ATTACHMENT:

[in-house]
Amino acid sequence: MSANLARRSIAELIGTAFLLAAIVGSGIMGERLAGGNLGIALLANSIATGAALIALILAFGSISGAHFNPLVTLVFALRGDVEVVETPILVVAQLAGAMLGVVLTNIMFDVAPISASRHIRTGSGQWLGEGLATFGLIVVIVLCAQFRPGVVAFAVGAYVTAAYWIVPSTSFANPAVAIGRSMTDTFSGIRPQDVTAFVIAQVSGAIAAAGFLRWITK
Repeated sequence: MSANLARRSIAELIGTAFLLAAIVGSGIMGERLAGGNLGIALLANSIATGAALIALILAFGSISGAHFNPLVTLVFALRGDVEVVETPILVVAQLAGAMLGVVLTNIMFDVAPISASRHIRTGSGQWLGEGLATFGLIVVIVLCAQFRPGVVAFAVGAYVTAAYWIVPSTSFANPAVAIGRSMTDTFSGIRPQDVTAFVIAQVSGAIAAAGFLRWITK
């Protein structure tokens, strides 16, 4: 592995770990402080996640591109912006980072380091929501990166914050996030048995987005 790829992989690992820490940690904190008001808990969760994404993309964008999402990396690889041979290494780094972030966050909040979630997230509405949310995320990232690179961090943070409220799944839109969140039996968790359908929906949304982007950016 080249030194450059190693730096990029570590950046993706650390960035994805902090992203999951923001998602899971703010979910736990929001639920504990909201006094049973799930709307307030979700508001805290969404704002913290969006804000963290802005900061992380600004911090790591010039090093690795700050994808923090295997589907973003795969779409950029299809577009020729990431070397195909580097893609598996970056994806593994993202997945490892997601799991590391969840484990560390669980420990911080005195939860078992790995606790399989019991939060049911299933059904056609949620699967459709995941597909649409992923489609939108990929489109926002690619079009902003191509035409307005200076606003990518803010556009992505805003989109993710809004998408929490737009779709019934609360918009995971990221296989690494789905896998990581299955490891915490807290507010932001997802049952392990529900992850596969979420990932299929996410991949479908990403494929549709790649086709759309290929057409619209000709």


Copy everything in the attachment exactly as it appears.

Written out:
[in-house]
Amino acid sequence: MSANLARRSIAELIGTAFLLAAIVGSGIMGERLAGGNLGIALLANSIATGAALIALILAFGSISGAHFNPLVTLVFALRGDVEVVETPILVVAQLAGAMLGVVLTNIMFDVAPISASRHIRTGSGQWLGEGLATFGLIVVIVLCAQFRPGVVAFAVGAYVTAAYWIVPSTSFANPAVAIGRSMTDTFSGIRPQDVTAFVIAQVSGAIAAAGFLRWITK
Repeated sequence: MSANLARRSIAELIGTAFLLAAIVGSGIMGERLAGGNLGIALLANSIATGAALIALILAFGSISGAHFNPLVTLVFALRGDVEVVETPILVVAQLAGAMLGVVLTNIMFDVAPISASRHIRTGSGQWLGEGLATFGLIVVIVLCAQFRPGVVAFAVGAYVTAAYWIVPSTSFANPAVAIGRSMTDTFSGIRPQDVTAFVIAQVSGAIAAAGFLRWITK
């Protein structure tokens, strides 16, 4: 592995770990402080996640591109912006980072380091929501990166914050996030048995987005 790829992989690992820490940690904190008001808990969760994404993309964008999402990396690889041979290494780094972030966050909040979630997230509405949310995320990232690179961090943070409220799944839109969140039996968790359908929906949304982007950016 080249030194450059190693730096990029570590950046993706650390960035994805902090992203999951923001998602899971703010979910736990929001639920504990909201006094049973799930709307307030979700508001805290969404704002913290969006804000963290802005900061992380600004911090790591010039090093690795700050994808923090295997589907973003795969779409950029299809577009020729990431070397195909580097893609598996970056994806593994993202997945490892997601799991590391969840484990560390669980420990911080005195939860078992790995606790399989019991939060049911299933059904056609949620699967459709995941597909649409992923489609939108990929489109926002690619079009902003191509035409307005200076606003990518803010556009992505805003989109993710809004998408929490737009779709019934609360918009995971990221296989690494789905896998990581299955490891915490807290507010932001997802049952392990529900992850596969979420990932299929996410991949479908990403494929549709790649086709759309290929057409619209000709």